Parish Summary: South Walsham

This Parish Summary is an overview of the large amount of information held for the parish, and only selected examples of sites and finds in each period are given. It has been beyond the scope of the project to carry out detailed research into the historical background, documents, maps or other sources, but we hope that the Parish Summaries will encourage users to refer to the detailed records, and to consult the bibliographical sources referred to below. Feedback and any corrections are welcomed by email to heritage@norfolk.gov.uk

The parish of South Walsham is situated in the Broadland district of Norfolk. It lies east of Woodbastwick, north of Burlingham, west of Upton with Fishley and south of Horning. The name Walsham may derive from the Old English phrase meaning ‘Wæl’s homestead’. The parish has a long history and was certainly well established by the time of the Norman Conquest with its population, land ownership and productive resources detailed in the Domesday Book of 1086. This document states that after 1066 the King held most of South Walsham, although St Benet of Holme also owned some land here. Numerous resources were also mentioned including woodland, a large number of sheep and half of a salt-house (meaning South Walsham shared this resource with another parish).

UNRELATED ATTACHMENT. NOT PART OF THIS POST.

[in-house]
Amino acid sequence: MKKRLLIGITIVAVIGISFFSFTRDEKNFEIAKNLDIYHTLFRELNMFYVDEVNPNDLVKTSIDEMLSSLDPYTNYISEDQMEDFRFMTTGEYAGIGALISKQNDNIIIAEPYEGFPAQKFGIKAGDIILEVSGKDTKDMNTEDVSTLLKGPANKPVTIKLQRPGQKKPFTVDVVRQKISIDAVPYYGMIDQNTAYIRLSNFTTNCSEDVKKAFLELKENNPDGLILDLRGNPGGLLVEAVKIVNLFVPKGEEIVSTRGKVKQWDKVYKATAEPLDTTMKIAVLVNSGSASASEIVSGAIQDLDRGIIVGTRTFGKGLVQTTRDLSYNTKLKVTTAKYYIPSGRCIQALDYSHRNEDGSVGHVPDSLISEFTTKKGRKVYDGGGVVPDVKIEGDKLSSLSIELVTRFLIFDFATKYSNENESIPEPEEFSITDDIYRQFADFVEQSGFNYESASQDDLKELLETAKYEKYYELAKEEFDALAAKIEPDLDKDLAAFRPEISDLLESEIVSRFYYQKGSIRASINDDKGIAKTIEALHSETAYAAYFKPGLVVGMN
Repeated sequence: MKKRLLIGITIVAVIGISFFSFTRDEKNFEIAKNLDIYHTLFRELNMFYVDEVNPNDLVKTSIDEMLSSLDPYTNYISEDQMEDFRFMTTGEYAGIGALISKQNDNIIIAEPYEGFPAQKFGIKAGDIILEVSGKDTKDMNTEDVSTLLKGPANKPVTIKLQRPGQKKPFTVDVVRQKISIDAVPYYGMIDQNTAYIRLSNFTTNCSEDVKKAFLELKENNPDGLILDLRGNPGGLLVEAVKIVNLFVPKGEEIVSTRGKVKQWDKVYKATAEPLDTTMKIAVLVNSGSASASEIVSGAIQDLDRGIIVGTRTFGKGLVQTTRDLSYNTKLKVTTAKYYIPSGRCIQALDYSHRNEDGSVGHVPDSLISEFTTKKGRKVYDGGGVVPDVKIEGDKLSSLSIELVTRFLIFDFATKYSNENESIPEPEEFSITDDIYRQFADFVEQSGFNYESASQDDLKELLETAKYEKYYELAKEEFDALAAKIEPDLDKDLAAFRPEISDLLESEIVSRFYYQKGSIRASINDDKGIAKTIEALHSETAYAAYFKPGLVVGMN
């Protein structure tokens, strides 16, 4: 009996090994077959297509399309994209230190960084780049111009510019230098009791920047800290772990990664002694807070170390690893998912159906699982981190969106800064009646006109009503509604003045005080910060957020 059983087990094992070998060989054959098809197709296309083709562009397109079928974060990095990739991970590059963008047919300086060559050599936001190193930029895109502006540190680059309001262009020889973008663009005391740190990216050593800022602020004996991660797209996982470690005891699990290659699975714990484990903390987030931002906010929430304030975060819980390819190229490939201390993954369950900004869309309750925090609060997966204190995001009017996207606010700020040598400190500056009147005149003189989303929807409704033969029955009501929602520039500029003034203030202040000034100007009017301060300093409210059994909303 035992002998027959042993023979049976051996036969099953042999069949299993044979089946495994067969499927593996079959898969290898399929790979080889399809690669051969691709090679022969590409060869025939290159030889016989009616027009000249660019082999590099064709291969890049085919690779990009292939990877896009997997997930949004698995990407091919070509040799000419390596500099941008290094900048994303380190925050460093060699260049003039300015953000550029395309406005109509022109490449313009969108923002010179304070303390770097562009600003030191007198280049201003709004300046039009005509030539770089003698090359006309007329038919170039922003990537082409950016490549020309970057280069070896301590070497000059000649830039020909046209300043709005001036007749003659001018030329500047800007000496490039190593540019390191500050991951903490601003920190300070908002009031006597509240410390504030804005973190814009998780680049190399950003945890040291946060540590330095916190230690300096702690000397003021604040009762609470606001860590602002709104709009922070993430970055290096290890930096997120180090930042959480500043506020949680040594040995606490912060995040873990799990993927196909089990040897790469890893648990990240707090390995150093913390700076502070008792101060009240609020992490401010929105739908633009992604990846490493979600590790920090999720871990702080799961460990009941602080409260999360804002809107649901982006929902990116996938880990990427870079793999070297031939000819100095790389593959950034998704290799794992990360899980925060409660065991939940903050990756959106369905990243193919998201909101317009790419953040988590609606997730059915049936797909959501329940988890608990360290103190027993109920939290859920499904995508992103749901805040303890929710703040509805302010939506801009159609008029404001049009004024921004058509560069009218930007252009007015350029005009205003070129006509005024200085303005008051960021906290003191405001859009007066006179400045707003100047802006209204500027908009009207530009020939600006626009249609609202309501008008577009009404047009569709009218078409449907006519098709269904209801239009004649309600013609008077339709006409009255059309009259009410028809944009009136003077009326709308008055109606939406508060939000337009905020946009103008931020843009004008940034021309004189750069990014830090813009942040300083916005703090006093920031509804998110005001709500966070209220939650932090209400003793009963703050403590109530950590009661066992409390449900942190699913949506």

The earliest sites in the parish probably date to the Neolithic period. Aerial photographs show a number of field boundaries and field systems (NHER 49426) that could be of this time, along with several enclosures of an unspecified prehistoric date (NHER 18127). A couple of Late Neolithic/Early Bronze Age flint arrowheads (NHER 8504 and 31276) have also been recovered, but the rest of the prehistoric finds consist of flint flakes (NHER 39977) and scrapers (NHER 31276) of an uncertain date.